Keep watching the gulls and loons because they are great indicators that the bait fish and predator fish they are feeding on are in the area. If you see fish, then start fishing. But also rely on your electronics to confirm the presence and depth of the stripers in your area.
Run your flat lines or planner boards through these productive areas. Medium-sized shiners have been the baits of choice for anglers and stripers, but make sure you add a larger herring, trout or even a large gizzard shad to one of your live bait lines to trigger a bigger bite.
If you prefer not to fish with live bait, try casting other lures like a SPRO McStick or buck tail and make long casts to the fish. This is a deadly setup for fishing during the day or after dark.
Pulling an umbrella rig can also be productive, but downsize your buck tails and trailers to better match the threadfin shad that are so prevalent right now. I have also seen several posts of anglers that are scoring some big bites fishing with a fly rod and small streamer. Pick your poison and go fishing.
Crappie fishing remains excellent, and these fish are spawning. This is a great time to take your kids fishing because a large majority of crappie are shallow in the coves.
A simple setup like a minnow under a bobber cast to any shoreline cover is a productive method this week. Casting or trolling small Hal Flies, Marabou or your favorite brand of crappie jigs is also very productive.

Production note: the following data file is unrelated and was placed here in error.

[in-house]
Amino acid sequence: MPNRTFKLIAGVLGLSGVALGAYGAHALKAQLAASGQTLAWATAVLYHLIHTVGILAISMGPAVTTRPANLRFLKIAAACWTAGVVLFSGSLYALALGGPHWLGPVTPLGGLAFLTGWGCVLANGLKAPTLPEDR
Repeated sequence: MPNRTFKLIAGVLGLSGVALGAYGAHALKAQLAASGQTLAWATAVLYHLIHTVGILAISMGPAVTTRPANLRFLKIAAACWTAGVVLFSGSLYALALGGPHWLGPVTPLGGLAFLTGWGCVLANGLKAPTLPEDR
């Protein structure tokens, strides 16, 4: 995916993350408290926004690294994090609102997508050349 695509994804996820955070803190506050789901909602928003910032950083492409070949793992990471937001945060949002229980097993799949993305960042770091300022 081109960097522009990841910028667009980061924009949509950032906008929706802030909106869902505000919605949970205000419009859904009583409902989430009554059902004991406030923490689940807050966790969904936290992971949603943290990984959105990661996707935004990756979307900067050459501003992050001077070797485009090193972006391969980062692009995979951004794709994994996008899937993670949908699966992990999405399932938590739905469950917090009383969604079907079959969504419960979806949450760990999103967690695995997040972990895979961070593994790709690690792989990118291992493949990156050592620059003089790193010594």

Trout Fishing: The Department of Natural Resources is working on stocking more than 100,000 fresh new trout into North Georgia trout waters, so fishing can be very good if you can locate these easy-to-catch, ignorant trout. There are also plenty of holdover trout to catch too.
The stream and rivers flows are down for this year, so the trout have been grouping up in the deeper runs. You can often make multiple casts in an area and catch fish without moving. If your area does not yield trout or you don’t see them rising, then wade to a more productive area.
Fly fishing, inline spinners, Countdown Rapalas, Yo Zuri Pinns Minnows or live bait (where permitted by law) are all great choices. It’s also hard to beat a regular red wiggler on a bottom rig.
Bank Fishing: Because the crappie are moving in shallow, they should be easy to catch from the shore when you locate them.
There are plenty of parks that you can target. Look for shallow coves with docks or trees lying down in the water. The bridges in the creeks will also hold crappie.
The easiest way to catch crappie from the bank is with a weighted bobber and live crappie minnow, and you can also fish a small crappie jig under a bobber. Set you bait or jig about 2-to-3 feet below the bobber. Make casts around any bank cover, and if you do not get a bite within 15 minutes, move on to a more productive area.
Eric Aldrich is an outdoor writer, marketing specialist and bass angler. Reports are based on personal experience and permission from a close network of friends. He would love to hear from his readers so please email him at firstname.lastname@example.org or visit his website at aldrichfishing.com or lakelanierfishing.info. Remember to take a kid fishing.